I think putting people in electric vehicles and helping them have that very direct experience behind-the-wheel is incredibly important. 

Generation180: You’re 3 times more likely to purchase an EV if you just passenger ride inside an EV.

Julie: I didn’t even know that. Once you get in them, and you realize how quiet they are. And then somebody steps on the accelerator and you realize how zippy they are. That can be exciting for a lot of people.

Generation180: I agree. I think, there’s an area just hearing you talk about the challenges and the dynamics among the legislators. There’s room there for conversations of being able to uplift the role local business owners bring to the table in this conversation.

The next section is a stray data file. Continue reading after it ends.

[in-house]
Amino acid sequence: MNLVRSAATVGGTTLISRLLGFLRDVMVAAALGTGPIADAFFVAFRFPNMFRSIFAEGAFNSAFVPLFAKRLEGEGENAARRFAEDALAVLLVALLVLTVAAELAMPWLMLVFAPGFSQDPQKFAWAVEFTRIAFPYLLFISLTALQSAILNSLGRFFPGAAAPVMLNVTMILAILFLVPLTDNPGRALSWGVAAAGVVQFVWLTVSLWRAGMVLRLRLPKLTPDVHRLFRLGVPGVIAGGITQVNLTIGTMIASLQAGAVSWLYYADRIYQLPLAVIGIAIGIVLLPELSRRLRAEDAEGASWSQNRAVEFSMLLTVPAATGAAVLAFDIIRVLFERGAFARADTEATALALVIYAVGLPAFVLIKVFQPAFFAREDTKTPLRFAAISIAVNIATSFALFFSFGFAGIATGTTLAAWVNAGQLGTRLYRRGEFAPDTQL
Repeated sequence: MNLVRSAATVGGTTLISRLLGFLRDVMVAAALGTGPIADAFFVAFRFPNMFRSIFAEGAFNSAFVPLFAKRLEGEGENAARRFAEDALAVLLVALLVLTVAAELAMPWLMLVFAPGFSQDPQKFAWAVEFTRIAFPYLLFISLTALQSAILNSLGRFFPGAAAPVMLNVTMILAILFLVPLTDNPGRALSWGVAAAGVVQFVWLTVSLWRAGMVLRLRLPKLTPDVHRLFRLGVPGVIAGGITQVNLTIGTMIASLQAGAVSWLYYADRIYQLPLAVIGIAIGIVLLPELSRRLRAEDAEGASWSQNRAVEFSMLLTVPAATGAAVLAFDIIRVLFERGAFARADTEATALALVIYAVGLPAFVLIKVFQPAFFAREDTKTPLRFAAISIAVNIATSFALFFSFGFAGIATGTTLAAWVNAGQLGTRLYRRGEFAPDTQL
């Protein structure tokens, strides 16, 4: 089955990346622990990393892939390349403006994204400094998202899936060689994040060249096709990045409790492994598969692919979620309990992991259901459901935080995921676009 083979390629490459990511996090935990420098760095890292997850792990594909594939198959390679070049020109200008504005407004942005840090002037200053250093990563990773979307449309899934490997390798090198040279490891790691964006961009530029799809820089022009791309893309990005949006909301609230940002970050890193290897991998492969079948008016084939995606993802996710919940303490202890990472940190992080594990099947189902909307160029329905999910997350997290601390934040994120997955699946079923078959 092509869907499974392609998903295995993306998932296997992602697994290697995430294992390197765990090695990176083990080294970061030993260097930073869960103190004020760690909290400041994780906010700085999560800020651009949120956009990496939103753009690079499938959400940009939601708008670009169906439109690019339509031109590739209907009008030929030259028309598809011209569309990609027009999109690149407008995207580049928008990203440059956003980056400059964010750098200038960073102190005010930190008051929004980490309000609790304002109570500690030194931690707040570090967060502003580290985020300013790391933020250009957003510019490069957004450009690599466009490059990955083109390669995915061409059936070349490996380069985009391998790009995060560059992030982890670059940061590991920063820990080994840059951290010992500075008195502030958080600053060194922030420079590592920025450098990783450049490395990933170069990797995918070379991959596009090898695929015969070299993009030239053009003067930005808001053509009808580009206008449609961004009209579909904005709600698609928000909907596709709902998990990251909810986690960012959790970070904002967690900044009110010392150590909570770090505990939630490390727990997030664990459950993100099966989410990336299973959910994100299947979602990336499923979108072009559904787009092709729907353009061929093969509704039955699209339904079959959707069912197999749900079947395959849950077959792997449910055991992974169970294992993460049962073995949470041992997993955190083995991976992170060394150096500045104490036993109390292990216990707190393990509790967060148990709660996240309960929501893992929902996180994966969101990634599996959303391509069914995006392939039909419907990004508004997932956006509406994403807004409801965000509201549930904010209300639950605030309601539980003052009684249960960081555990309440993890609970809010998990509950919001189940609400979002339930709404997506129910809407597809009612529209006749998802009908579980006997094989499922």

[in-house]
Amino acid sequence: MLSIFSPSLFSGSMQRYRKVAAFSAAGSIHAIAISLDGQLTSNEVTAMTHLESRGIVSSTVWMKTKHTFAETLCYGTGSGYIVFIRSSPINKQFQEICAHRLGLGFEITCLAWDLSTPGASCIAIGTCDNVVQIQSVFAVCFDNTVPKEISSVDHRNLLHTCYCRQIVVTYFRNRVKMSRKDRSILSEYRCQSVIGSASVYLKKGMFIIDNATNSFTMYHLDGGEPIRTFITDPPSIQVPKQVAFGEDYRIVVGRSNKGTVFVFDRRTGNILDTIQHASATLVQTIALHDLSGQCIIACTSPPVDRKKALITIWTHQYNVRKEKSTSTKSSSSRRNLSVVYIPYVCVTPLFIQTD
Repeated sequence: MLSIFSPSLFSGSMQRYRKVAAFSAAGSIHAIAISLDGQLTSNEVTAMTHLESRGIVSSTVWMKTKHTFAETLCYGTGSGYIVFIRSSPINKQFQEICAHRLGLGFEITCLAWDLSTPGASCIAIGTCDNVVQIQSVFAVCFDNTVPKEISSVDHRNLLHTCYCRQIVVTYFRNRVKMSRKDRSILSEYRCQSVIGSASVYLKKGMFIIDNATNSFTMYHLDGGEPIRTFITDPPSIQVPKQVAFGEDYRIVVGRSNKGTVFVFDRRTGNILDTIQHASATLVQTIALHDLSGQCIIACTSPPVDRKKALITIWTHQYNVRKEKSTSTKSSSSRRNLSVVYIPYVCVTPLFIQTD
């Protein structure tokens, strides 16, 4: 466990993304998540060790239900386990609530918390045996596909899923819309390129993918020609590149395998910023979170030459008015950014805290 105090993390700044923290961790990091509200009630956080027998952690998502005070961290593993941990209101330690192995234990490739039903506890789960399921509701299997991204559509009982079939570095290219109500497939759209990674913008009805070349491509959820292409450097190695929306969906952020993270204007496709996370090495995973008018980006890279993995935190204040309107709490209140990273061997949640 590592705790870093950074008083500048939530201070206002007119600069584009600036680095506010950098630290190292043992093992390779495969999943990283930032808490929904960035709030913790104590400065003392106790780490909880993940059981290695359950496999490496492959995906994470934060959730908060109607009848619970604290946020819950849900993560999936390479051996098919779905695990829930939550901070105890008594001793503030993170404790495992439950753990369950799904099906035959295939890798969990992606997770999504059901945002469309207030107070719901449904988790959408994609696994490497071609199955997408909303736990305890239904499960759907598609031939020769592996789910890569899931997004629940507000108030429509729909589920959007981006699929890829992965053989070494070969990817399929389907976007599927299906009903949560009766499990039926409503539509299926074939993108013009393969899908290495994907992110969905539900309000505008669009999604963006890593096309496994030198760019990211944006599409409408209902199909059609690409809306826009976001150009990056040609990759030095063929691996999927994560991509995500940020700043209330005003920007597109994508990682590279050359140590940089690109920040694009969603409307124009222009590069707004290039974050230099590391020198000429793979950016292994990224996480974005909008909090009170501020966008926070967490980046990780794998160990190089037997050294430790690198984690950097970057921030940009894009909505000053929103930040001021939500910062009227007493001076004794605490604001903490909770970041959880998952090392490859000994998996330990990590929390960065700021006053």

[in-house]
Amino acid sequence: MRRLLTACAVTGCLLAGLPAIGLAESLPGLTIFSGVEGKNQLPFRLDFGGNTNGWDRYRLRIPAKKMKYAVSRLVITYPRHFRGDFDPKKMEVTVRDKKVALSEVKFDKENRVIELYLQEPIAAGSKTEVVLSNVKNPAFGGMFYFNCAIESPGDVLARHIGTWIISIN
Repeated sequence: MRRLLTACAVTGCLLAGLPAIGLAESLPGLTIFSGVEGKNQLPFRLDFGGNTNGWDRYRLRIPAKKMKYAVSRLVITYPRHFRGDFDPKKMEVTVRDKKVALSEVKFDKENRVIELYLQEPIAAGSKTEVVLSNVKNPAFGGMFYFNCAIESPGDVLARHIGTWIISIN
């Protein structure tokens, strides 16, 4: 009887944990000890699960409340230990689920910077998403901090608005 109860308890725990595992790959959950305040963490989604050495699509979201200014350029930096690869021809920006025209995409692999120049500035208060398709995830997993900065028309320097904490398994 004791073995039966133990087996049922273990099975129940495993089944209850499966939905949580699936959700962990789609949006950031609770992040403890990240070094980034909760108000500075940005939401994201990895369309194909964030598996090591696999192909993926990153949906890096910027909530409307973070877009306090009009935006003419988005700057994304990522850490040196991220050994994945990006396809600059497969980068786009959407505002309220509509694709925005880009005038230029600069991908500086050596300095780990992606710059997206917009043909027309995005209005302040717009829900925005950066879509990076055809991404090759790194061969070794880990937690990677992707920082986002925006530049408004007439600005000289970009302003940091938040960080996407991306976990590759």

Generation180: What is your favorite part about owning and driving an EV?

The best part about owning an EV is just knowing that I am not contributing to fossil fuel use. I am off that train, and that just makes my heart feel good.

Julie: The best part about owning an EV is just knowing that I am not contributing to fossil fuel use. I am off that train, and that just makes my heart feel good. It’s a huge piece of any individual’s carbon footprint and I have just taken it to zero for me, and that is what I love most about my car now.